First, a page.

After reviewing feedback from the US Army in its failed bid to provide a new long-range troop carrying helicopter, Sikorsky says it remains confident that its radical X2 line of coaxial compound rotorcraft are the right fit for the army’s needs.
Speaking on 25 April ahead of the annual Army Aviation Association of America conference in Nashville, Tennessee, Sikorsky president Paul Lemmo said the helicopter manufacturer is still committed to delivering an X2 aircraft to the army – a design he calls “transformational”.
“We remain confident and excited about the technology,” Lemmo says of Sikorsky’s line of experimental aircraft.
The X2 design is characterised by a compound coaxial main rotor system to generate lift and forward momentum, augmented by a rear mounted propulsor to provide additional horizontal thrust.
Sikorsky pitched the Defiant X, which used the X2 design, for the army’s Future Long Range Assault Aircraft (FLRAA) competition to replace the Sikorsky UH-60 Black Hawk utility lift helicopter. The company ultimately lost to Bell’s V-280 Valor tiltrotor.
Although a subsequent audit of the army’s decision revealed critical flaws with Sikorsky’s bid submission, Lemmo says the service’s feedback on Defiant X flight performance has reinforced the company’s belief in the X2 design.
“We have many strengths associated with the X2, particularly with the air assault missions,” Lemmo says.
“The feedback we received from the army let us know that the agility, stability and scalability of our X2 can be extremely useful in contested areas, particularly the survivability of [the aircraft].”
While he admits Sikorsky is “disappointed” with the outcome of FLRAA, he notes the company is reviewing the army’s feedback on its FLRAA proposal, with an eye toward strengthening future offerings.
In particular, Sikorsky is now concentrating its efforts on another US Army aircraft development programme: the Future Attack Reconnaissance Aircraft (FARA).
Some 10 years after it retired the Bell OH-58 Kiowa scout helicopter, the army is finally developing a replacement in FARA – which it intends to be a substantial improvement in terms of range, speed and armament.
As in FLRAA, Bell and Sikorsky are again pitted against one another as finalists in the FARA design competition. Bell’s 360 Invictus represents a more conventional approach, using a single main and tail rotor design the company says will focus on reliability and durability.
By contrast, Sikorsky is competing another X2 design – the Raider X – that represents another attempt at the “transformational” approach that was ultimately unsuccessful with FLRAA.
Sikorsky has been flying X2 aircraft for over 15 years, with the first craft of the coaxial-style line lifting off in 2008.
The fourth iteration of the X2 design – the S-97 Raider – has a high degree of commonality with Sikorsky’s Raider X FARA prototype. The company is currently flying the S-97 as a testbed at its flight development centre in West Palm Beach, Florida.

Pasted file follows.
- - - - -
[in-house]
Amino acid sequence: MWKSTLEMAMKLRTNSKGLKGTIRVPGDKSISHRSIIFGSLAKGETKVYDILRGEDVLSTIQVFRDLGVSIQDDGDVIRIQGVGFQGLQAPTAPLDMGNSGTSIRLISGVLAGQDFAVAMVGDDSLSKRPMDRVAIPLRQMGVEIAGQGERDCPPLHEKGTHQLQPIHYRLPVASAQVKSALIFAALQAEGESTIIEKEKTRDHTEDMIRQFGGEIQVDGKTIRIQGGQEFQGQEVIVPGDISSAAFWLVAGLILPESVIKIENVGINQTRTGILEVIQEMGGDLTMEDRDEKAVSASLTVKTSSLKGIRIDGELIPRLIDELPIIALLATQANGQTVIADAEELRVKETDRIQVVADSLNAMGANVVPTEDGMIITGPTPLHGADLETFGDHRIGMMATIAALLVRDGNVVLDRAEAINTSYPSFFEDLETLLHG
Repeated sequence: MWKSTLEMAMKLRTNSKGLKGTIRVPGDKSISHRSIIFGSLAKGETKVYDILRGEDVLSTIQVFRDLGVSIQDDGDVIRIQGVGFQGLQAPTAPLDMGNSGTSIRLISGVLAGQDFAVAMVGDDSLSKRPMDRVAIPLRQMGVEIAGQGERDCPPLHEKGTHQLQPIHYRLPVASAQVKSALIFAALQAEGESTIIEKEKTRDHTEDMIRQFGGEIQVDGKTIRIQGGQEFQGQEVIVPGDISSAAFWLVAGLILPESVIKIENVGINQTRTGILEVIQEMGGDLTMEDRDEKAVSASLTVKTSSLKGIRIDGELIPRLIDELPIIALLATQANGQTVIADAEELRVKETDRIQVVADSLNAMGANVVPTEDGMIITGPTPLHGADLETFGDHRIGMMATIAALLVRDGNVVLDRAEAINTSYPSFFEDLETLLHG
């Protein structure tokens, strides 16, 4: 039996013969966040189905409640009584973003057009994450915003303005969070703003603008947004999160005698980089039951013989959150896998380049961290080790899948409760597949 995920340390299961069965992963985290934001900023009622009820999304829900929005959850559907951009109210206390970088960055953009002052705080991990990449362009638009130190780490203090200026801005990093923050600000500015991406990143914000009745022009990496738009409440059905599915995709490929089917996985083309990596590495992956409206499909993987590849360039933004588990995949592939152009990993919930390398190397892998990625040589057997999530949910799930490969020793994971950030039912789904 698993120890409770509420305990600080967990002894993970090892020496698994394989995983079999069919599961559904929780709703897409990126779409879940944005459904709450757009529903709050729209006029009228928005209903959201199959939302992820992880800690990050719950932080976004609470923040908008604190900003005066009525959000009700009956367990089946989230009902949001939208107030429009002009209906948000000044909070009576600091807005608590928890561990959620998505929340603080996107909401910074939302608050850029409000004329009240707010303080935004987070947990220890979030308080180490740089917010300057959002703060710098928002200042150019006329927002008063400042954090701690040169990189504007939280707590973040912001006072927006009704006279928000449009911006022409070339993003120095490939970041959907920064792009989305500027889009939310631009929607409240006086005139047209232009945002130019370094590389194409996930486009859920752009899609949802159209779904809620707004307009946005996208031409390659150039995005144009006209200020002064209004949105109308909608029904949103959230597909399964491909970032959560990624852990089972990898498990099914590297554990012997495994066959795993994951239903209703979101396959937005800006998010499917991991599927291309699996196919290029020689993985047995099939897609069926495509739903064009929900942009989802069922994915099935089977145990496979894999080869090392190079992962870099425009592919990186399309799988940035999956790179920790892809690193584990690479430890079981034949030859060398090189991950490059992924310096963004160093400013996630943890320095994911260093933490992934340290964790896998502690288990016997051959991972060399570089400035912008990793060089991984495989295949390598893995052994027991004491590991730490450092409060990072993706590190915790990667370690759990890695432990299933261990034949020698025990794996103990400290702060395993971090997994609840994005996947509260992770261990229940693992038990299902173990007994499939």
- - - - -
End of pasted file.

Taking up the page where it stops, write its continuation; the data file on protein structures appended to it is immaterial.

“We know that our FARA offering is going to provide transformational capabilities, at an affordable cost,” Lemmo says.
The |US Government Accountability Office (GAO) review of the FLRAA decision confirmed Sikorsky’s bid offered a substantially lower price than Bell’s offering. However, both the GAO and the army deemed that assessment as unreliable, citing a lack of detail in Sikorsky’s design architecture.
Lemmo argues the better price is the result of a company-wide digital design and manufacturing initiative by Sikorsky parent company Lockheed Martin, known as One LMX.
“All those applications of digital technologies do save money,” Lemmo says.
Such investments allow faster and cheaper completion of development and flight testing, he says, ultimately lowering the total cost of an aircraft.
“Our pricing was reflective of that,” he notes, adding Sikorsky will apply those processes to future programmes.
Lemmo says assembly of the Raider X competitive prototype at West Palm Beach is now 96% complete. Bell has reported similar figures for its Invictus prototype.
Both companies are still awaiting the engine that will power their experimental aircraft, the delivery of which has been repeatedly delayed.
The army required all FARA designs to use the GE Aerospace T901-GE-900 Improved Turbine Engine (ITE). However, GE has struggled to complete design and production of the new engine.
In March, army officials confirmed the ITE delivery had been delayed yet again, likely pushing the first flight of FARA prototypes into 2024. Lemmo says Sikorsky expects that milestone to occur sometime in the summer of that year.
That engine will eventually be integrated into the army’s fleet of UH-60s and Boeing AH-64 attack helicopters.
Elsewhere, Lemmo says Sikorsky is focused on modernisation efforts for the US Army’s fleet of some 2,300 UH-60s and expanding sales of the combat-proven type to more overseas buyers.
While Black Hawk procurement by the army had been expected to conclude in the coming years, the service has indicated it may extend UH-60 purchases as far out as 2033. The army also plans to continue operating the type for decades to come, alongside the V-280 FLRAA.